First - When I say “mutant” animals, I am not talking about ones who shoot concussion force beams out of their eyes or have three unbreakable claws that extend from their fists. Sorry if I roped you into this blog unfairly. (Though I do need to say that Cyclopes is SO much cooler than Wolverine!!) By mutant, I mean - not like what they are on Earth. I put mutant animals in my world for two main reasons: First, I want the animal to fill a gap that it really doesn’t fill on Earth, but would still be really cool in the game world. For example: Nanerette is a river town, but I always think of it as being sort of like New Orleans. I know, Brinston is the city on the delta, but it is more like Paris, and Nanerette is the city on the river, but more like New Orleans. Anyway! So for Nanerette to be more like New Orleans, I want there to be some manner of alligator or crocodile to scare the locals and provide reptile skin leather products. Don’t judge me; it’s what I wanted for that town. The problem is that Nanerette is way too cold in winter to support alligators or crocodiles. So I mutated the caimans and gave them a special power: Fletnern caimans can hibernate through the winter. Boom! Now, I can have reptiles in the more temperate zones. I can have caiman hunters who go out after several different sizes of caimans (right up to the 125lb indigo caimans). This allows me to have the culture I want and the products I want in the region I want. It’s a fantasy world, and if one can believe that dragons can fly, you have to believe that caimans can hibernate. The other reason I use mutant animals is to add variety. I do this for a number of reasons, but the main one is to keep the players a little bit more off kilter. When they see a blue furred cat moving towards them through the night, they don’t know what it is. Every boy who grew up in Garnock knows that is a lion - lions near Garnock are blue and have almost no mane. But the players don’t typically know that. The lions in the Southern Plains are golden like we expect from Africa, but the ones farther north are a really deep midnight blue - perfect for stalking prey at night around the swamps of Garnock. (But not in them, as the lions still aren’t big on the whole stagnant water thing.) Extra variety helps on all sorts of stuff - extra products to put on caravans, making different regions seem more different, and the previously mentioned, fighting guys who know the rule books better than I do. I may have written them, but didn’t memorize them. There is a third reason, and it’s sort of a cop out. If I say that this is an indigo caiman who lives in the Slyvanian Forest, no one can say - “You misunderstand caimans. In fact they would never act like that in real life.” Well, this isn’t real life. It isn’t even Earth. It’s my game world, and I may have based the animals on something similar on Earth, but they are not the same. That way, they are whatever I decide they are! My gorillas eat meat and so do my pandas. Take that Mr. Nature Channel!

Saturday, April 13, 2013

Gods and Demons

Gods and Demons is now available at both RPGNow (also Drive Thru RPG) and at Steve Jackson's e23. You know the gods of your world, right? Do you? Have you figured out the enemy’s gods? Do you know the evil spirits looking to plague the world and gain power through the suffering? Even the low powered ones? Are you starting to think, maybe you could use a couple hundred more ideas? Here are 100 gods and 100 spirits and minions. You can add any or all of them to your campaign world, because they are described as personalities. This generic supplement is specially designed to fit into any fantasy role-playing game because it is not dependent on stats and rule books. This is an interconnected collection of divine creatures from multiple pantheons - often rival pantheons. And you won’t be left stranded. If your game doesn’t have rules on gods in the game or you don’t like your rules, there is an alternate set of rules on how gods and spirits work in the appendix. This supplement contains 103 pages of content for less than $4.

Sunday, April 7, 2013

That which makes me smarter

You know that old saying about that which does not kill me only makes me stronger? I feel that way about knowledge. The more I learn, the better it is for everything, especially game mastering. I watch all sorts of BBC, PBS and History Channel stuff. I especially like the “worst job” series. They gave all sorts of information about actually living in the olden times that I can use in my world. Whole cultures I have sort of ignored now have filled me with ideas. Some of them include: the Aztec swords (macuahuitl). I knew about them, but I didn’t think about them because they don’t fit that paradigm of what “fantasy” is. I have since put them in my game, both made from obsidian and using shark’s teeth (little shark’s tooth daggers that do tearing damage for my feral island halflings). Also Aztec - the chinampas or floating gardens. They built up raised platforms in the swampy areas often anchored by trees. The mud was built up and up until it was above the level of the river water. Now you have farmland where once you had only river bed, and a constant flow of irrigation. I gave it to my Arabian Nights based culture, and it works great to explain why they could build a big city in a desert (by a river). For prehistoric cultures, I fall back on a “camp” I went to as a kid. I participated in an archeological dig where we were pulling out artifacts from ancient Indian villages. I learned all about flint, flint napping, long houses, etc. What’s the point? When you’re a GM, you need to do everything - build a world, build cultures, build NPCs, build adventures. The more you know about everything, the better you do that. So when you’re setting up a night’s game, don’t let yourself get too key-holed into “fantasy” stuff. Use all of your knowledge and it will become a much cooler game for you and your players.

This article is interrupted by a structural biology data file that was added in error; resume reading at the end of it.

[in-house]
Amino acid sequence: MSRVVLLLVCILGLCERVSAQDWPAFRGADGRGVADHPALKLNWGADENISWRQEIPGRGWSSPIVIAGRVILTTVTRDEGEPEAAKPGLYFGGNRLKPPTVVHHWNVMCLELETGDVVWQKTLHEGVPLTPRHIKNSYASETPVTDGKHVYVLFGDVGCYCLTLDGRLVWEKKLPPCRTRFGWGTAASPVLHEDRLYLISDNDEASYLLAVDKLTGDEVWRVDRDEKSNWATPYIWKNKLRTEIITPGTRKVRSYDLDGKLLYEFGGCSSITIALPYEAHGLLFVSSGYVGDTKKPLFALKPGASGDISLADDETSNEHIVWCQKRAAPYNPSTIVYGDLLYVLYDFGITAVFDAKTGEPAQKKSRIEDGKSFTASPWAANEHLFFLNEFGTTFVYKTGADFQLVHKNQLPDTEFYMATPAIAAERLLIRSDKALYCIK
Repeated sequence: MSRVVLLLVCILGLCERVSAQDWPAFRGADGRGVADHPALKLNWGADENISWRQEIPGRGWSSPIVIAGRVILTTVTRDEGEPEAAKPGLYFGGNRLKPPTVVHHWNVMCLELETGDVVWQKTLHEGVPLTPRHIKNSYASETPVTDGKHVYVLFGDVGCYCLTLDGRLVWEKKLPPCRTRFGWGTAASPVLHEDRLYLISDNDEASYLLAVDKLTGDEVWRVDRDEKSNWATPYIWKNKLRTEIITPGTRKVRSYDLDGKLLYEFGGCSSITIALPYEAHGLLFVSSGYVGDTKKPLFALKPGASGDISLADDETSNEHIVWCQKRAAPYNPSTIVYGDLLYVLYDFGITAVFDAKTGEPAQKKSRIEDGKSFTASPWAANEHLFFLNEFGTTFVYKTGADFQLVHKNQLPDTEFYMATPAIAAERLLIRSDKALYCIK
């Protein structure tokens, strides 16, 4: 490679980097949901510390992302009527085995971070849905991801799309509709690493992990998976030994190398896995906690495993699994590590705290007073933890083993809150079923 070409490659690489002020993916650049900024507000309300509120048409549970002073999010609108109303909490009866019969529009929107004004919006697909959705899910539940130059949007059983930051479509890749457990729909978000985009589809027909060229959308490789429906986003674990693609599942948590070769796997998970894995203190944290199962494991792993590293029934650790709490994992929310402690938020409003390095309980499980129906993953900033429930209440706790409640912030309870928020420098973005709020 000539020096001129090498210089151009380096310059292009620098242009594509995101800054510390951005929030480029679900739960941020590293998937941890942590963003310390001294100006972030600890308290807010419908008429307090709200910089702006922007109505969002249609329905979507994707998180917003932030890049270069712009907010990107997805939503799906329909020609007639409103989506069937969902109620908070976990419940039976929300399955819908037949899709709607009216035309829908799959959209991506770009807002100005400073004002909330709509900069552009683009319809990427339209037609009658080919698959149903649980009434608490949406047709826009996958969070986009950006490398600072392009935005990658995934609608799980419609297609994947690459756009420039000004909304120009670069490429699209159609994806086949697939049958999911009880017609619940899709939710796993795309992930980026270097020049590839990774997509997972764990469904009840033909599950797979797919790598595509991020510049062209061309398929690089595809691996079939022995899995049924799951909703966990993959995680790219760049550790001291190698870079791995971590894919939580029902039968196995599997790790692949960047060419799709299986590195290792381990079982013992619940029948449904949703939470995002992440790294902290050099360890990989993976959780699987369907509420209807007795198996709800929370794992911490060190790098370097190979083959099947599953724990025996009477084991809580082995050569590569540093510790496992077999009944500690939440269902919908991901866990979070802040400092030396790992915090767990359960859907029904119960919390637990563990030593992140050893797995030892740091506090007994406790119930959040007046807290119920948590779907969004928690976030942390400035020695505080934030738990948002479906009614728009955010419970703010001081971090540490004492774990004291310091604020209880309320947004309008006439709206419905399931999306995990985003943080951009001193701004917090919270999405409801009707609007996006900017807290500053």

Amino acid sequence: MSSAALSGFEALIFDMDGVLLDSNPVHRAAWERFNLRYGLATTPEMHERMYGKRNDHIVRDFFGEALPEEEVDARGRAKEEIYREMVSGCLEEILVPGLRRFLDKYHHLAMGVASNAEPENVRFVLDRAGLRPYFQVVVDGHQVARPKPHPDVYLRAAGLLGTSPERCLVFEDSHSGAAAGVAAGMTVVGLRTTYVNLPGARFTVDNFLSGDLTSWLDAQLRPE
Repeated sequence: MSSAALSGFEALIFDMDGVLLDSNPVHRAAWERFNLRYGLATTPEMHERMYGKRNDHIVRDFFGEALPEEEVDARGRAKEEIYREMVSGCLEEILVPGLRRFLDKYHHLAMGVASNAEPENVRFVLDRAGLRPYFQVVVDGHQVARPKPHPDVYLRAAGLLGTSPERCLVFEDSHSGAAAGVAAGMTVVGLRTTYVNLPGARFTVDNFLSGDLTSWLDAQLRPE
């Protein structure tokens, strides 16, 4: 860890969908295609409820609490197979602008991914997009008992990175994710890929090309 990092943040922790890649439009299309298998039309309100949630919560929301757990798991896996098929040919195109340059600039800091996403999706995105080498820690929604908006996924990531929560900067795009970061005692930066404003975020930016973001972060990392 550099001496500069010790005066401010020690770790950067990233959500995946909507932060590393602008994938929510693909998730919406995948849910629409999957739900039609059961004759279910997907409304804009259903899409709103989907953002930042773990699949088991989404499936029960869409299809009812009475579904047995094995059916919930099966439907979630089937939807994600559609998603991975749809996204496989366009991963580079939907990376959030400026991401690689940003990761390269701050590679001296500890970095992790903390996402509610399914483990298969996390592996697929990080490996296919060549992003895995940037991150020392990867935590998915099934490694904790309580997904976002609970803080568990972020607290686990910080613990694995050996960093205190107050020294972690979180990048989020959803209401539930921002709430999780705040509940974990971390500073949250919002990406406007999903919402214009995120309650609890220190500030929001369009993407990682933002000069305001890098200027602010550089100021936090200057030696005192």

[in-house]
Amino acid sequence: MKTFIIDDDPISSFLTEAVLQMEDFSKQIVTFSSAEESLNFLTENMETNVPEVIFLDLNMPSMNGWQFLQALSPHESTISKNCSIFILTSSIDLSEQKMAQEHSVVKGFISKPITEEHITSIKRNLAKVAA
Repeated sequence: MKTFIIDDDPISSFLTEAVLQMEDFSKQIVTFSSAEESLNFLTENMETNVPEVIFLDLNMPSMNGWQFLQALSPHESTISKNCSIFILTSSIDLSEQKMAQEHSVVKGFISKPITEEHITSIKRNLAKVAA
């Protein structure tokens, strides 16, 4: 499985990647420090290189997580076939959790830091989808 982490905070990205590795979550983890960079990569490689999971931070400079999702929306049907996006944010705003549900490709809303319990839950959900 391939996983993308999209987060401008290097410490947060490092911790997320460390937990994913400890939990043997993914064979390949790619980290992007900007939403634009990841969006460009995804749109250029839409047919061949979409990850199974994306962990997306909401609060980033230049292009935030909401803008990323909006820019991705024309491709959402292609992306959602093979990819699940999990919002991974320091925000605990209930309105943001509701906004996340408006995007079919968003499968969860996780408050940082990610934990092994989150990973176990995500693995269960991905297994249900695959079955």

Magic Strategy for Legend Quest

In Legend Quest, spell casters have to balance how much power they use by the amount of fatigue they can endure. For this reason, I love halfling spell casters. They get a +1 to Willpower (as compared to humans) thus giving them an extra 6 points of Fatigue. They also get a boosted Agility giving the best shot at winning initiative. But how to balance? For those folks a little later in the game (experienced), the best thing to do is to get a power talisman. Here’s why: Let’s take the disintegrate spell for example. 1½P damage for 1D fatigue, or 2-15 damage given for 1-10 fatigue points taken. That’s still great if you can hit two targets, but not as much if you only hit one. However, with a +1 Power talisman, this becomes 3-30 damage dealt for 1-10 fatigue taken, hitting 2 guys, that’s 6-60 given for 1-10 taken. Now you’re really cooking with gas! As you can image, the benefits start to dwindle as you cast more powerful spells. If you cast your disintegrate at a power level of three + one for the talisman, then you get 6-60 damage done for 3-30 taken. Still not bad, but you’re only doubling instead of tripling. If the spell caster knows a major spell, like disintegrate or sunburst, they can probably keep up this type of attack for a while without fatiguing themselves into oblivion. Hitting with a Pow 2 disintegrate is still big damage, and because of the talisman, my halfling sorcerer (assuming a Willpower of 7) can keep it up for 7 or 8 consecutive turns. That is a really big deal! especially if he’s hitting two guys every turn. Summary - Just because you have four power levels doesn’t mean you have to use them all every time. Keep some “dry powder” for the next fight.